Yellow daylilly? what are these little white ones?

Houston, TX(Zone 10a)

I got some bulbs growing wild last spring on a rock ledge in about an inch of dirt in east texas / lake livingston last year. They were small dark yellow flowers with bright red centers Only one bloomed this spring and I missed it ( so no picture to share), so I went back last week to see if I could get a couple more. I was surprised to see there were a bunch about to bloom (which surprised me as before they bloomed in spring), so I dug some up. Turns out they were different than the ones I got last spring as these look like miniature white tulips. There are pink stripes on the underside of three petals on most of these. Only a few are solid white on the underside. All have the little yellow centers. stems between 3 and 6 inches tall. Can someone tell me what these are.

I also have these little yellow bulbs I bought. I was told these were hurricane lillies, but they aren't. Would have been able to tell if had been blooming when I bought them. A friend said she thought they were daylillies. Can someone confirm? The yellow and red bulbs I mentioned at the beginning looked kind of like these but with red centers so if you know what they might be let me know so I can look them up.

All of these are bulbs and have flower seed pods when the flowers are done. Thanks to the community!

Thumbnail by thelabaffs Thumbnail by thelabaffs Thumbnail by thelabaffs
KC Metro area, MO(Zone 6a)

The yellow one is a daylily and the last one reminds me of naked ladies or magic lilies as they are also called due to not having any leaves. But I'm not 100% sure on that.

Raleigh, NC(Zone 7b)

The white flowers are probably the white form of Habranthus tubispathus (common in TX).
The yellow flower is Sternbergia lutea.

Austin, TX

My first thought is that the white one is a rain lily, Zephyranthes drummondii. They bloom in profusion a couple days after copious rains.

Austin, TX

By the way, I think properly, those are three sepals and three petals. The sepals enclose the petals before the flower opens. The pink coloration comes partly from exposure to light of the outer surface, hence only on the eventual lower surface of the sepals.

Santa Ana, CA(Zone 10b)

I don't know what they are, but I don't believe those are Zephyranthes. I have the white and the pink, and they both are pure colors, and bloom with the foliage.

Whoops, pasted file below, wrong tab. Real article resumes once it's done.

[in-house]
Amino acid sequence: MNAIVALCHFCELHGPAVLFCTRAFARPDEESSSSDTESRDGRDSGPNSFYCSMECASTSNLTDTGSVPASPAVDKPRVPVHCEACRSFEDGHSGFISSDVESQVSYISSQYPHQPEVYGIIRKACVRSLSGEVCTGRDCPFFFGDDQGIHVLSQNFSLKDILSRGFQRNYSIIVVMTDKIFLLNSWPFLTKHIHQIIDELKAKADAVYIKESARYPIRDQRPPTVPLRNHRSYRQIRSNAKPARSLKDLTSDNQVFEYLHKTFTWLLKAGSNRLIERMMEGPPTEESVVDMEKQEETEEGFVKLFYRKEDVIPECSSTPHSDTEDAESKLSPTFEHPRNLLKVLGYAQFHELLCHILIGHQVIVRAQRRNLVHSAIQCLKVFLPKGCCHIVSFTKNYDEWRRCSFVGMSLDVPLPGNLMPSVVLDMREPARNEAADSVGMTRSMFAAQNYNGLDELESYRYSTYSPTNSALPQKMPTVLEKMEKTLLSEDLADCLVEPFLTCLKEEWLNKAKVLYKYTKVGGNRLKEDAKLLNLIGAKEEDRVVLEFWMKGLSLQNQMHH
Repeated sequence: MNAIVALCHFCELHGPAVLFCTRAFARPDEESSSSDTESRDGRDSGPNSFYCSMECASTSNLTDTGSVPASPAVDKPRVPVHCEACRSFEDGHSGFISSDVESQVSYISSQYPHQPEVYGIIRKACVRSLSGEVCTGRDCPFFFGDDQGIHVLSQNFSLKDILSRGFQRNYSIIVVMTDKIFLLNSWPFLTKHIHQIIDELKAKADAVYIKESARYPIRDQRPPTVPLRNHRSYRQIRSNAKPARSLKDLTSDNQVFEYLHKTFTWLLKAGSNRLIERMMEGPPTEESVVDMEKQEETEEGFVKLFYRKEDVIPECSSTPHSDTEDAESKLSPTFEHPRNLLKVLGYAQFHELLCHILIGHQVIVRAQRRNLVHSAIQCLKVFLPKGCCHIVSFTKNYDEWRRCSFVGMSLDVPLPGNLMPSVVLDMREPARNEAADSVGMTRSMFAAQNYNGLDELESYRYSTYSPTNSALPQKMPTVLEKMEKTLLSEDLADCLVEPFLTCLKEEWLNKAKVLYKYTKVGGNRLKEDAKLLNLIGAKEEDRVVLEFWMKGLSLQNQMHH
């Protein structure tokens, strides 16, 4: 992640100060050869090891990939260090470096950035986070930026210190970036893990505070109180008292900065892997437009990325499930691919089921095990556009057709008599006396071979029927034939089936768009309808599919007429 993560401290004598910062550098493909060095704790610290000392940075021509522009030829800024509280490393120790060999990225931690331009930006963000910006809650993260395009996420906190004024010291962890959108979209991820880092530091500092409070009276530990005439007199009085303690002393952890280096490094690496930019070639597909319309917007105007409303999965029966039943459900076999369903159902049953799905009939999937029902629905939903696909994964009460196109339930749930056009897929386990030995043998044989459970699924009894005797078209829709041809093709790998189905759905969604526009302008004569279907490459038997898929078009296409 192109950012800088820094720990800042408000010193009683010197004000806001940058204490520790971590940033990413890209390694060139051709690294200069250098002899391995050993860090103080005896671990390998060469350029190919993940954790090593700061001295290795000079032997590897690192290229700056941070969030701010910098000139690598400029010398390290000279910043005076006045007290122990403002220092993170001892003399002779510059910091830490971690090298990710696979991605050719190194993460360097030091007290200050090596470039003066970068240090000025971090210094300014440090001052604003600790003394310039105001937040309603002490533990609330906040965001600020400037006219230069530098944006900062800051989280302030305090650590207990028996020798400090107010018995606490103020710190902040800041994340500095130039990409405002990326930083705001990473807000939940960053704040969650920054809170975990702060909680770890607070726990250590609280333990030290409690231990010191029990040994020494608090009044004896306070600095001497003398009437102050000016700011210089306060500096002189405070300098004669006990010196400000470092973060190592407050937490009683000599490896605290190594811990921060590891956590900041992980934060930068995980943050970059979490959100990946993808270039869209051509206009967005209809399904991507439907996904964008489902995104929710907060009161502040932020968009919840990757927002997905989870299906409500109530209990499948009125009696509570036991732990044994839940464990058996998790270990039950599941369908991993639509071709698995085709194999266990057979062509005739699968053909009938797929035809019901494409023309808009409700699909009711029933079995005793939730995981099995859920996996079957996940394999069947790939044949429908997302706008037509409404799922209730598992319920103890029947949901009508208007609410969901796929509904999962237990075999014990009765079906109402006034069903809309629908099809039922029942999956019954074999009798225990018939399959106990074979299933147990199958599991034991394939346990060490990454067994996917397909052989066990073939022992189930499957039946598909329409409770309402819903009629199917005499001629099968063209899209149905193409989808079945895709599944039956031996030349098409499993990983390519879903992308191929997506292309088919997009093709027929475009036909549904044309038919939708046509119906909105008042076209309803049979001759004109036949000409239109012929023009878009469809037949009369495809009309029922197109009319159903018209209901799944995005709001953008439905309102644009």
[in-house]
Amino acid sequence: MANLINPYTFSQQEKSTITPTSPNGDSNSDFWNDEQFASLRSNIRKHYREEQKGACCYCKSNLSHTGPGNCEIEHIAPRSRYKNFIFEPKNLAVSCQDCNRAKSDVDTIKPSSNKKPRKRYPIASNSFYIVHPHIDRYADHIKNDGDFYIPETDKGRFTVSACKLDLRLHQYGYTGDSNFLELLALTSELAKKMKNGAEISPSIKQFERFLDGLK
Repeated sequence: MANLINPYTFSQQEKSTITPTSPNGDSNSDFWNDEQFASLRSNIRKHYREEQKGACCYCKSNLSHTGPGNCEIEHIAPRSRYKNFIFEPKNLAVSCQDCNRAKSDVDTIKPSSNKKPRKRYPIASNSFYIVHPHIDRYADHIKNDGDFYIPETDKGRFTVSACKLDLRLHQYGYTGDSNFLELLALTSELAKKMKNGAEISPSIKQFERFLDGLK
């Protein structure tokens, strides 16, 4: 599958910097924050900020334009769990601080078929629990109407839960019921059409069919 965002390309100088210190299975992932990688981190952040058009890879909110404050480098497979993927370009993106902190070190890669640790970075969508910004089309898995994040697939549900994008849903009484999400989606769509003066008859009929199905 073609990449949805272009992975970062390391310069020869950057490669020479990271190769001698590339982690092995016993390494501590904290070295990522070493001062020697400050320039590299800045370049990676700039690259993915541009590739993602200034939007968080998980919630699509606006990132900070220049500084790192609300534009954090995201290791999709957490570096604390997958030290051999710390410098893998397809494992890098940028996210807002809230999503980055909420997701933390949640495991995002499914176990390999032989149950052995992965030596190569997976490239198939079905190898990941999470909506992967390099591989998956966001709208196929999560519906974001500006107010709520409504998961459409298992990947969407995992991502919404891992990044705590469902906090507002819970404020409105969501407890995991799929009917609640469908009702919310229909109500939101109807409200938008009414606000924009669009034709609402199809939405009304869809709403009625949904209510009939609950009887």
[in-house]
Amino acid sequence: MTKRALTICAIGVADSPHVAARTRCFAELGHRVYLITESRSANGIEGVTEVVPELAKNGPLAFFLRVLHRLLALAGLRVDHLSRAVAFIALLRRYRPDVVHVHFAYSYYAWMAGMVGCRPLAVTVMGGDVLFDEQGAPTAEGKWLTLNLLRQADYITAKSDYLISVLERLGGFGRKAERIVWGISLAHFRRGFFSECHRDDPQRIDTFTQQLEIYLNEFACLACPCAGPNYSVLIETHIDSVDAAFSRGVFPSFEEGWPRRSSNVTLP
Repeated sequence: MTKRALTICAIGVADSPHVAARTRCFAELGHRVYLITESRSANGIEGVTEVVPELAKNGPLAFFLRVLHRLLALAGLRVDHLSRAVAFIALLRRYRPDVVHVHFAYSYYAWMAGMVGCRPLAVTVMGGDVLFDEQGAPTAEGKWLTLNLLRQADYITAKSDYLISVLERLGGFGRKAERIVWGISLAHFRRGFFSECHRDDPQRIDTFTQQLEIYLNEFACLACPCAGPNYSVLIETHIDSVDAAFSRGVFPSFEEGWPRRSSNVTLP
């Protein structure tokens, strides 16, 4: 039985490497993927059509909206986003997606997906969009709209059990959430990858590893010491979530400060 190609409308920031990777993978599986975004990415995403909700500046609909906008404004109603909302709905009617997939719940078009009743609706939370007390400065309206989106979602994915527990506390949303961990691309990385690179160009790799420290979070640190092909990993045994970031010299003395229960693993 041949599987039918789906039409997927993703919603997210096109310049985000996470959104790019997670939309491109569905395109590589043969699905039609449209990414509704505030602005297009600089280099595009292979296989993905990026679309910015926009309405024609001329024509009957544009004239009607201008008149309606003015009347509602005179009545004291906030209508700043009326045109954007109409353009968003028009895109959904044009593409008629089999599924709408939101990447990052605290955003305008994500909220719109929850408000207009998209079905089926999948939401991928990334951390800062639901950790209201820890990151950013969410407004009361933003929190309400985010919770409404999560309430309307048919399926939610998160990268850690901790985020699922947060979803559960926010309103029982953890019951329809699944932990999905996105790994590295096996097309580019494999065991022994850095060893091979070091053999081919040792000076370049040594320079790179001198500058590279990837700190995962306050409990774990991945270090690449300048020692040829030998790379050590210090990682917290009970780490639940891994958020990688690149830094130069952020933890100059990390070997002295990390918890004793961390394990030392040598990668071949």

Raleigh, NC(Zone 7b)

I think it's Habranthus tubispathus - note the elongated flowers typical of this species. Also, Zephyranthes drummondii generally flowers in spring (with foliage) while H. tubispathus flowers in early autumn (with little or no foliage).

Austin, TX

Z. drummondii has been in full bloom widespread here this month. While it may generally bloom in spring, it is not restricted to spring. We had a long dry spell this summer, followed by several inches of rain this month. It is those rains that triggered the bloom. That's why they're called rain lilies.

Here is a picture I took Sept. 19 of a field of Z. drummondii in my neighborhood.

This is not east Texas. It is Austin, but the same weather system that prompted this flush of bloom also hit east Texas just as hard, so I wouldn't rule out this species based upon blooming time and/or presence of leaves. They will bloom with or without leaves and generally a few days after large amounts of rain.

Occarol, I don't thing Z. drummondii is cultivated much, so I doubt that is what you have. The coloration of pink and white shown in the posted photos is exactly what I see with Z. drummondii growing here. When the flowers finish, they fade to pink, as you can see in my picture.

I think Z. drummondii is more a Central than Easter Texas plant, though, so I'm not insisting that's what the OP plant is, but it can't be ruled out for the reasons given.

Austin, TX

P.S. I notice that on they call it Cooperia pedunculata, with Z. drummondii as a synonym.

Austin, TX

Rereading the post, a height of 3-6 inches tall seems too short for Z. drummondii. Also, since the plants are potted, weather conditions may not matter that much.

Raleigh, NC(Zone 7b)

victorengel - your pics do appear to be Z. drummondii. The reason I think that thelabaffs' plant is not is based on the appearance of the flowers in the 3rd pic. Note the length from the base of the calyx to the base of the flower. Z. drummondii has a much "shorter" flower structure. [Many moons ago, I lived in Austin so I have some memory of how both species behave in their native habitat (however, my time there was long before the extreme drought TX has experienced the past couple of years).]

Austin, TX

Yeah, I agree. And they seem to be smaller overall, too.

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